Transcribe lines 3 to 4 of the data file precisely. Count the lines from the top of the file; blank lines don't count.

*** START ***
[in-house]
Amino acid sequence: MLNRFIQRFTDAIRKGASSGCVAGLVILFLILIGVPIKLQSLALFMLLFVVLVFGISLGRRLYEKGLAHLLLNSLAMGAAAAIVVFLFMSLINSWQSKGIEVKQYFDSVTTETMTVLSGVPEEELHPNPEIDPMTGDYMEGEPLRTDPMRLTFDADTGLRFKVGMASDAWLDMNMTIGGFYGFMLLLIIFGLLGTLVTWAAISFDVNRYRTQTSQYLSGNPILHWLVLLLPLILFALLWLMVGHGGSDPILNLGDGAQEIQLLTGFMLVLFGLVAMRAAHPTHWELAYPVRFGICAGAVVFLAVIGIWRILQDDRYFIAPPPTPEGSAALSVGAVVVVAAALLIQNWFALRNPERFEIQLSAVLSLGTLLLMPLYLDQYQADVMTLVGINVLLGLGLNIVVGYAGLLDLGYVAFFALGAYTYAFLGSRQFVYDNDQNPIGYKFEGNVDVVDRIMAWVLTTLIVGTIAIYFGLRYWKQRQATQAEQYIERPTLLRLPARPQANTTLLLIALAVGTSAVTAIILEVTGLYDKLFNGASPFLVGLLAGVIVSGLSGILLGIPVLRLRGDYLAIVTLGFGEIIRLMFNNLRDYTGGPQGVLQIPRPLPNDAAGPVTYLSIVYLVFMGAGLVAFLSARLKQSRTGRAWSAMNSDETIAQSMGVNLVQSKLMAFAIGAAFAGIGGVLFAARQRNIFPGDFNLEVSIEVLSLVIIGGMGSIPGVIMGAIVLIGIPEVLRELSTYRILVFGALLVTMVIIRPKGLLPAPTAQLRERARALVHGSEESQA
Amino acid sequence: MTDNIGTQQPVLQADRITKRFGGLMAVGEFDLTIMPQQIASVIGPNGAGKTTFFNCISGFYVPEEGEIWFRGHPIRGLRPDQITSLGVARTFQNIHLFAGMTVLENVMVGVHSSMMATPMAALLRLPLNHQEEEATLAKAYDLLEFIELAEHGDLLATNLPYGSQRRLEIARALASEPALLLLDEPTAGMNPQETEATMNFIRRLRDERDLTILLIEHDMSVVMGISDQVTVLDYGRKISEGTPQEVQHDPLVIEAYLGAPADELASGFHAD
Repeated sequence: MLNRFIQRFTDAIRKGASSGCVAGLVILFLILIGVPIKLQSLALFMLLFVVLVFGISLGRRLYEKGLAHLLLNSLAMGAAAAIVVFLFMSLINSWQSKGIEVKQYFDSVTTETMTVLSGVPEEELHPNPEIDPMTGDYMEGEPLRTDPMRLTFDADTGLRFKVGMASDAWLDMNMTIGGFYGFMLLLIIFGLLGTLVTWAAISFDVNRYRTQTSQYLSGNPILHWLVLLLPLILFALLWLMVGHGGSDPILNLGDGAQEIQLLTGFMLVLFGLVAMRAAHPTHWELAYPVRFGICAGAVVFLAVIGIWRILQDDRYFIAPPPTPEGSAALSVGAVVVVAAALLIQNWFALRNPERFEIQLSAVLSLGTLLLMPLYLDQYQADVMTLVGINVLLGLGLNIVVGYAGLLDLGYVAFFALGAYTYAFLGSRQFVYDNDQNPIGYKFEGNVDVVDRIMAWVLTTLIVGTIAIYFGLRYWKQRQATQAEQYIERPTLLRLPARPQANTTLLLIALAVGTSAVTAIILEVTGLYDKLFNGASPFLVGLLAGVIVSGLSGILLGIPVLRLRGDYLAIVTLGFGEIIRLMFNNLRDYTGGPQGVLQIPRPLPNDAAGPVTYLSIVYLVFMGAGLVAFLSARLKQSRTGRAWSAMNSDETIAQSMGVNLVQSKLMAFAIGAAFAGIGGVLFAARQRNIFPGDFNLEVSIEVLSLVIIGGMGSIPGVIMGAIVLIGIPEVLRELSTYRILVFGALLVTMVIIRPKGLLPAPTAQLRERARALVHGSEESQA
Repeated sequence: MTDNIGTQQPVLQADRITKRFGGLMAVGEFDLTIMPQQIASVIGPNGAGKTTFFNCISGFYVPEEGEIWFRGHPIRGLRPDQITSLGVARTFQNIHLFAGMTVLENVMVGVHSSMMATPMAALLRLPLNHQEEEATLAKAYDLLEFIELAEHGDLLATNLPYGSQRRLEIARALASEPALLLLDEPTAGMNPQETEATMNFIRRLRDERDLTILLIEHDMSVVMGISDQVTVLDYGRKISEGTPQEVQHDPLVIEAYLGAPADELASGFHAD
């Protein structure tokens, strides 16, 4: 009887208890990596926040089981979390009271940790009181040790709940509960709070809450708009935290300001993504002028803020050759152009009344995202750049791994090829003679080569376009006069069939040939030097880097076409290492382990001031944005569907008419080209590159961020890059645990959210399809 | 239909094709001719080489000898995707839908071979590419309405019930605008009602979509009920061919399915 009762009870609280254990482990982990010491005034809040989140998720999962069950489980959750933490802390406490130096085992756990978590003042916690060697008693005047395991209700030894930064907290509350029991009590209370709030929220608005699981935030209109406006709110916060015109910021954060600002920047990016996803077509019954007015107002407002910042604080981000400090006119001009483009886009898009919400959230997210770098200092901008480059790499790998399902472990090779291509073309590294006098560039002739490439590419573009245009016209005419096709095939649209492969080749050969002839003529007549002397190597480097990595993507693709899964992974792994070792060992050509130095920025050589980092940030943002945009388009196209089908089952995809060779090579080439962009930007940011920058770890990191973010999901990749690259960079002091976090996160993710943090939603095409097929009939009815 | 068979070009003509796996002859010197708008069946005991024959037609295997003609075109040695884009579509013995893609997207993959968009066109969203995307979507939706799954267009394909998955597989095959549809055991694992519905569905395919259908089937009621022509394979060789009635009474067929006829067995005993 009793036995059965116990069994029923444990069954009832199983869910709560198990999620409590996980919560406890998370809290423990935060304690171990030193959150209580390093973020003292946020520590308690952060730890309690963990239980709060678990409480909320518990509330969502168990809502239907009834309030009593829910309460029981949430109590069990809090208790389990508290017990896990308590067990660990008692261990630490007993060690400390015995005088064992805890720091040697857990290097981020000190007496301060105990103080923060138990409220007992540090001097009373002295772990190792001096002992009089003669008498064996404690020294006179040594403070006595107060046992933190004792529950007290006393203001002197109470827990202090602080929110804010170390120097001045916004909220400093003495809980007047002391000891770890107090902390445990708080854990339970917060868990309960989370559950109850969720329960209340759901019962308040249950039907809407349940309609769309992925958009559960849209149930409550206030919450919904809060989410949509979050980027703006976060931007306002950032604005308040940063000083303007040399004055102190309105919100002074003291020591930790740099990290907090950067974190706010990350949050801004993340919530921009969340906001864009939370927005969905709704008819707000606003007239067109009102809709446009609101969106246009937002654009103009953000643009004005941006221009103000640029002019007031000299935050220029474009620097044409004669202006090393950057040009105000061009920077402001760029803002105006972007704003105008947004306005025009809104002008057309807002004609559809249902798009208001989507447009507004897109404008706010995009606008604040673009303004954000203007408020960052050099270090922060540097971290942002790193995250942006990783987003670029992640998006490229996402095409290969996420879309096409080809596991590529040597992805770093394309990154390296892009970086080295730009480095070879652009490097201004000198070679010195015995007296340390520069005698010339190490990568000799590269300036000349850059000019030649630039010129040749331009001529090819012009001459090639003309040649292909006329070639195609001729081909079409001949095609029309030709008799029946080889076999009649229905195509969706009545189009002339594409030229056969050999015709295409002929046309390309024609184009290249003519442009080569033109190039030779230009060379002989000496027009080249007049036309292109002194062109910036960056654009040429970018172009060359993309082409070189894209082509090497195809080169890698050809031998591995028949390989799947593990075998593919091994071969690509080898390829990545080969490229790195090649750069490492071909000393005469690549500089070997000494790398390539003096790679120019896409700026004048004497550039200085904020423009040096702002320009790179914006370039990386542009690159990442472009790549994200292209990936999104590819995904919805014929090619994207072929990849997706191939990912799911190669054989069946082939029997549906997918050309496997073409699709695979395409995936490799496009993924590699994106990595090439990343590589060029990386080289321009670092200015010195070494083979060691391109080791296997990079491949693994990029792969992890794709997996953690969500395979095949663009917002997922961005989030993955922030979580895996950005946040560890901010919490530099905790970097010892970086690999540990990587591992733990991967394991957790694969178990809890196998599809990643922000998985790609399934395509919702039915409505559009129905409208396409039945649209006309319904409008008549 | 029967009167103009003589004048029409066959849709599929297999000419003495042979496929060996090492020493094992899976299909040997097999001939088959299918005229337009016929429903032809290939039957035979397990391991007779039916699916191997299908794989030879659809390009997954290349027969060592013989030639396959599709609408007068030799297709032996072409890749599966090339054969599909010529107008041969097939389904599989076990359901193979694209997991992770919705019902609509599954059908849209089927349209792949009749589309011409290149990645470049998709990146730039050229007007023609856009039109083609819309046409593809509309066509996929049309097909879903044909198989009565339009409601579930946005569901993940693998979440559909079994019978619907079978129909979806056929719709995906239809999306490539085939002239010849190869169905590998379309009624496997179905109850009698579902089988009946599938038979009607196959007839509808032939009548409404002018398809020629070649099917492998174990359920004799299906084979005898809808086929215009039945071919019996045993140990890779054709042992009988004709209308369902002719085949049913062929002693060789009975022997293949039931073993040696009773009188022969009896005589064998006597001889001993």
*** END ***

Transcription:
Amino acid sequence: MTDNIGTQQPVLQADRITKRFGGLMAVGEFDLTIMPQQIASVIGPNGAGKTTFFNCISGFYVPEEGEIWFRGHPIRGLRPDQITSLGVARTFQNIHLFAGMTVLENVMVGVHSSMMATPMAALLRLPLNHQEEEATLAKAYDLLEFIELAEHGDLLATNLPYGSQRRLEIARALASEPALLLLDEPTAGMNPQETEATMNFIRRLRDERDLTILLIEHDMSVVMGISDQVTVLDYGRKISEGTPQEVQHDPLVIEAYLGAPADELASGFHAD
Repeated sequence: MLNRFIQRFTDAIRKGASSGCVAGLVILFLILIGVPIKLQSLALFMLLFVVLVFGISLGRRLYEKGLAHLLLNSLAMGAAAAIVVFLFMSLINSWQSKGIEVKQYFDSVTTETMTVLSGVPEEELHPNPEIDPMTGDYMEGEPLRTDPMRLTFDADTGLRFKVGMASDAWLDMNMTIGGFYGFMLLLIIFGLLGTLVTWAAISFDVNRYRTQTSQYLSGNPILHWLVLLLPLILFALLWLMVGHGGSDPILNLGDGAQEIQLLTGFMLVLFGLVAMRAAHPTHWELAYPVRFGICAGAVVFLAVIGIWRILQDDRYFIAPPPTPEGSAALSVGAVVVVAAALLIQNWFALRNPERFEIQLSAVLSLGTLLLMPLYLDQYQADVMTLVGINVLLGLGLNIVVGYAGLLDLGYVAFFALGAYTYAFLGSRQFVYDNDQNPIGYKFEGNVDVVDRIMAWVLTTLIVGTIAIYFGLRYWKQRQATQAEQYIERPTLLRLPARPQANTTLLLIALAVGTSAVTAIILEVTGLYDKLFNGASPFLVGLLAGVIVSGLSGILLGIPVLRLRGDYLAIVTLGFGEIIRLMFNNLRDYTGGPQGVLQIPRPLPNDAAGPVTYLSIVYLVFMGAGLVAFLSARLKQSRTGRAWSAMNSDETIAQSMGVNLVQSKLMAFAIGAAFAGIGGVLFAARQRNIFPGDFNLEVSIEVLSLVIIGGMGSIPGVIMGAIVLIGIPEVLRELSTYRILVFGALLVTMVIIRPKGLLPAPTAQLRERARALVHGSEESQA